To most Americans, "Super Sunday" connotates the Sunday on which the NFL Super Bowl is played. However, in New Orleans, Super Sunday has a totally different meaning. It is a day for the city's Mardi Gras Indian tribes to put on their colorful suits and "strut their stuff" while marching in a procession through the streets.
In keeping with traditions that date back to the 19th century, New Orleans’ Super Sunday is the Sunday closest to St. Joseph's Day (March 19). During their processions, the participating Mardi Gras Indian tribes, led by their Big Chiefs, often meet other tribes performing colorful dances, chants and other rituals. Each tribe and their Big Chief tries to outdo the other in a friendly competition witnessed by appreciative spectators.
Super Sunday Schedule
The largest and most popular of the Super Sunday festivities is the procession staged by the New Orleans Mardi Gras Indian Council in the Central City neighborhood, originating at A.L. Davis Park (Washington and LaSalle streets).
The traditional route is as follows:
Begins at noon in A.L. Davis Park, Washington Avenue and LaSalle Street
Starts on LaSalle
Left at Martin Luther King Blvd.
Left at South Claiborne Avenue
Left at Washington Avenue
Ends back at A.L. Davis Park
Another celebration takes place at Bayou St. John and Orleans Avenue in Mid- City, where the Tambourine and Fan organization stages its annual Super Sunday parade.
Various other Mardi Gras Indian gatherings and processions are also staged on Super Sunday at certain locations around the city, and there are related festivities at the Backstreet Cultural Museum in the city's famous Treme neighborhood. Check local listings as the date gets closer.
All Super Sunday Mardi Gras Indian outdoor gatherings and processions are free and open to the public. Since 1970 they have taken place during daylight hours, which allows spectators to admire the beauty of the Big Chief's and tribe members' suits and the craftsmanship that went into their construction.
About the Mardi Gras Indians
The Mardi Gras Indian tribes, numbering about 50, have many colorful names, originating in Native American tradition, and their chants and songs are rooted in tradition as well. The Mardi Gras Indians' origins are believed to date back to antebellum times when escaped slaves sought and found safe haven among the various Native American tribes of the South. During the time these escaped slaves lived among the Native Americans they adapted some of their customs and later passed them on to succeeding generations.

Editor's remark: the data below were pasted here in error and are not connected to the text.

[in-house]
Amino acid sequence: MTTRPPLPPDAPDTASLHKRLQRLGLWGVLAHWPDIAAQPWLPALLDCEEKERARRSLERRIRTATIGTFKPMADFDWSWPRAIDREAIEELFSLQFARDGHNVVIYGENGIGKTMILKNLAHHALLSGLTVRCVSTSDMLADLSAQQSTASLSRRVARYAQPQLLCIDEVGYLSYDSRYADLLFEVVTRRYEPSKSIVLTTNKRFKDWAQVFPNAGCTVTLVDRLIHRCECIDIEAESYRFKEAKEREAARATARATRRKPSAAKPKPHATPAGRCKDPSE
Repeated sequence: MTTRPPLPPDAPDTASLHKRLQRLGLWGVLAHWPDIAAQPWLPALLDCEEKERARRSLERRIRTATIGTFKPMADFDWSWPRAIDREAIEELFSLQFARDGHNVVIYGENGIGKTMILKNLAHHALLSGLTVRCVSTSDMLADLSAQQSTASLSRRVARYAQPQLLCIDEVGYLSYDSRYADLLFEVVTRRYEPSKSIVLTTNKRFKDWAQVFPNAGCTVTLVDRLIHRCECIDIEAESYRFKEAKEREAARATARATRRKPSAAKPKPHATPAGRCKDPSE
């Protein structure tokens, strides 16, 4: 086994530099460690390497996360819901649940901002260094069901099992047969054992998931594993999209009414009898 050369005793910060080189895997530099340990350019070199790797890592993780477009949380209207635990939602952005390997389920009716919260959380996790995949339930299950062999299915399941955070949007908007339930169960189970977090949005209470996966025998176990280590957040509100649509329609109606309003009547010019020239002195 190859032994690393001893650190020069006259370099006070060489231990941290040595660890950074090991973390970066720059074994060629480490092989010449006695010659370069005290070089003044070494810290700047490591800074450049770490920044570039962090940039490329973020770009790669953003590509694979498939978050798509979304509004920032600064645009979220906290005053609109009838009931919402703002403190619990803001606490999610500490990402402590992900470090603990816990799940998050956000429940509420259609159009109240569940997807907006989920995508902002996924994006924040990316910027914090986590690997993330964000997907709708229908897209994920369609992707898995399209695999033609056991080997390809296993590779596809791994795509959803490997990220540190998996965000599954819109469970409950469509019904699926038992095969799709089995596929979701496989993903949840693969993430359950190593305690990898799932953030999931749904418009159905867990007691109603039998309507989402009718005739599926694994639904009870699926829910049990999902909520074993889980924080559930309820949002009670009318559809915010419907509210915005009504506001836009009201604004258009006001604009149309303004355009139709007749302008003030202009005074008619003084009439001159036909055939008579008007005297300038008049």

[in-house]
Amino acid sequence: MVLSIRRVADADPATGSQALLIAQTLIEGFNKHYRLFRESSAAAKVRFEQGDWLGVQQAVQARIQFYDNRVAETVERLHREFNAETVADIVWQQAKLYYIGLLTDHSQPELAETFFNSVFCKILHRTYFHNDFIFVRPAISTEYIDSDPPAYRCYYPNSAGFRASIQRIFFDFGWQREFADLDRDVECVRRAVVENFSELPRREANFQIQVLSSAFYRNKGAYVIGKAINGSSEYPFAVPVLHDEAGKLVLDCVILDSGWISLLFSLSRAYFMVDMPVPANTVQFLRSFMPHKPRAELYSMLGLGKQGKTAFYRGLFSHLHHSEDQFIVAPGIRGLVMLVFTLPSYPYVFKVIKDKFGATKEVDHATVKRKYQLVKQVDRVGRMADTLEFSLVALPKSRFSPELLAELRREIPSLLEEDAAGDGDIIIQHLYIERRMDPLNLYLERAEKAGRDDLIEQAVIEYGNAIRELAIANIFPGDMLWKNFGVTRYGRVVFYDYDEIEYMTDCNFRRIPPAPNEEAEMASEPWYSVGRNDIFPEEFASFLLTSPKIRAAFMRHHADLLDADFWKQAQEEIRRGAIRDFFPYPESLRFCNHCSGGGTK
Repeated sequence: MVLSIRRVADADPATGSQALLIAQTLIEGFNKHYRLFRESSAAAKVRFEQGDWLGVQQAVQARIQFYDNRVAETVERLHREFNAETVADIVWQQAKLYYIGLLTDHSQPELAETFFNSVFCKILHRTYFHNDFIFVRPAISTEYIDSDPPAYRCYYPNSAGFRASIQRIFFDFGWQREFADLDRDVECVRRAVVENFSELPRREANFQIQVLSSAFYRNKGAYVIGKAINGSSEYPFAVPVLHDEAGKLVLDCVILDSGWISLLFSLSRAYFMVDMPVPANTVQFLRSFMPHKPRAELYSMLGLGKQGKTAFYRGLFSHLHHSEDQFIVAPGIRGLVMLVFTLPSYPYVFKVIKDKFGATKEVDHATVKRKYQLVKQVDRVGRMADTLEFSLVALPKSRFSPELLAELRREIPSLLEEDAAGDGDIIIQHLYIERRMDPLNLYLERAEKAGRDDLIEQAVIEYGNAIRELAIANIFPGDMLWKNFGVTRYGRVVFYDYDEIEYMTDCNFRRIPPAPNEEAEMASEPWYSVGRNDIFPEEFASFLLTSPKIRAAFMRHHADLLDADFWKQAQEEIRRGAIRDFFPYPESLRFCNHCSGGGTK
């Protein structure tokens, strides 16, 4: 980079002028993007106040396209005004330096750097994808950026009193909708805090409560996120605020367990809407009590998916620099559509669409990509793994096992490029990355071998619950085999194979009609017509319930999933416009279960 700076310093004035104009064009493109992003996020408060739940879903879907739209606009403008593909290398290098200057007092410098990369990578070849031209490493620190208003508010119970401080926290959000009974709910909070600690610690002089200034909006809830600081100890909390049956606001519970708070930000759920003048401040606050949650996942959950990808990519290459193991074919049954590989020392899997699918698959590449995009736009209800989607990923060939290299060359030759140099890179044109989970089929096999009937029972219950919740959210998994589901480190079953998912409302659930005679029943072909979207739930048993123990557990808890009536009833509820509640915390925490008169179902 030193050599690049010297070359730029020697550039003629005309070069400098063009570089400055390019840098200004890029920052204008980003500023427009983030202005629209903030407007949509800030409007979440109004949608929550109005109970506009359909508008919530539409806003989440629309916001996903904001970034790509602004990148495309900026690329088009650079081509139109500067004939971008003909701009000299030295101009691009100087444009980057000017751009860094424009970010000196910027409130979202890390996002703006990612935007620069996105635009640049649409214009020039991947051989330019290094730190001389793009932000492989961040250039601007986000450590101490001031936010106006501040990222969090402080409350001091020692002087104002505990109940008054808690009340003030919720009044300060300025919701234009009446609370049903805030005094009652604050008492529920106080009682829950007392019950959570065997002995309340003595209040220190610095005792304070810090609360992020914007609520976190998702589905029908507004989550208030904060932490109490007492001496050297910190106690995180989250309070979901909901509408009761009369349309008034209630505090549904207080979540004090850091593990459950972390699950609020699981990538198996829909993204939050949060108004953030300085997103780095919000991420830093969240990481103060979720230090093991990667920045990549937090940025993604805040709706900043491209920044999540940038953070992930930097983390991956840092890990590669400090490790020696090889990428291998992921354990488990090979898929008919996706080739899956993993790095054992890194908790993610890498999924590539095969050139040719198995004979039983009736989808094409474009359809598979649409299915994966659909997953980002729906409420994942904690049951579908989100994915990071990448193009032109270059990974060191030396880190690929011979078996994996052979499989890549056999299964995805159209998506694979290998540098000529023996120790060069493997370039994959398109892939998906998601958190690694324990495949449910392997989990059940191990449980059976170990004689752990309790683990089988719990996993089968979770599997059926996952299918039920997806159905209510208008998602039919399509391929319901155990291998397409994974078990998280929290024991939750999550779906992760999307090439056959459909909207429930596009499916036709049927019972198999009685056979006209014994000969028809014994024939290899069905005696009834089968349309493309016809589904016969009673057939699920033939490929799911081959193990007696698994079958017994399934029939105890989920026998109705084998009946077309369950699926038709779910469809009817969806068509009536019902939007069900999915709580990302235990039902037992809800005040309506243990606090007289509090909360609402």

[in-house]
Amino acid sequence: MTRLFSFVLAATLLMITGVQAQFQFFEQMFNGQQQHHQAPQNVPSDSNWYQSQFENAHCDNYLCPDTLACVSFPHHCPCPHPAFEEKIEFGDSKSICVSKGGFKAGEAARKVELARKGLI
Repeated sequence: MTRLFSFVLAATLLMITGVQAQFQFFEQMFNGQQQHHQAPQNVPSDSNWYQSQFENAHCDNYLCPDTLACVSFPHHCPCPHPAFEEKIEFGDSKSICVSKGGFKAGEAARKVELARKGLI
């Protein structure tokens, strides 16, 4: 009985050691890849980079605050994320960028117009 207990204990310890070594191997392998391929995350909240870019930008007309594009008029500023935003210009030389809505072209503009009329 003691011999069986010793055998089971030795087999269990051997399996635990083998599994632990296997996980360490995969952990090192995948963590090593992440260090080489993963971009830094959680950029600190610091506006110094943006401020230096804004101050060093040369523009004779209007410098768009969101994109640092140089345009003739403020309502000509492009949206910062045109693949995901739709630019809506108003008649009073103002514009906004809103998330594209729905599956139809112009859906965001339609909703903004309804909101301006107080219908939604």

The tradition of Mardi Gras Indians masking on St. Joseph’s day dates back to prior to World War I. Catholic Italians were celebrating the holiday, which allowed the Mardi Gras Indians to celebrate more discreetly. Their night celebrations turned into a day parade on Sunday afternoon in 1970.
Mardi Gras Indian Masking
In the late 19th century, it was difficult for African Americans to be part of Mardi Gras parades and balls, which led to the creation of the Mardi Gras Indians. They paid homage to their Native American comrades by creating the elaborate feathered and beaded suits.
The suits worn by the indians are entirely hand-sewn, incorporating brightly-colored feathers, beads and glittering sequins and rhinestones into a dazzling panoply of folk art. They are made up of a crown, dickie and apron. The beads are sewn together in a pattern on the front of the suit and apron to depict an illustrated theme, most often dealing with a historic or folkloric event.
The suits, which are only worn twice a year – during Mardi Gras and Super Sunday (plus occasional special events like JazzFest) – can weigh up to 150 pounds. The Big Chief's headdress alone may weigh 50-75 pounds. Each year a new suit must be constructed, again entirely by hand, while the previous suit is dismantled. The suit is usually created in patches. No sewing machines or other mechanical devices are used, and the drawings are done freehand and not by computer. Creating an entire suit takes six months to a year to complete.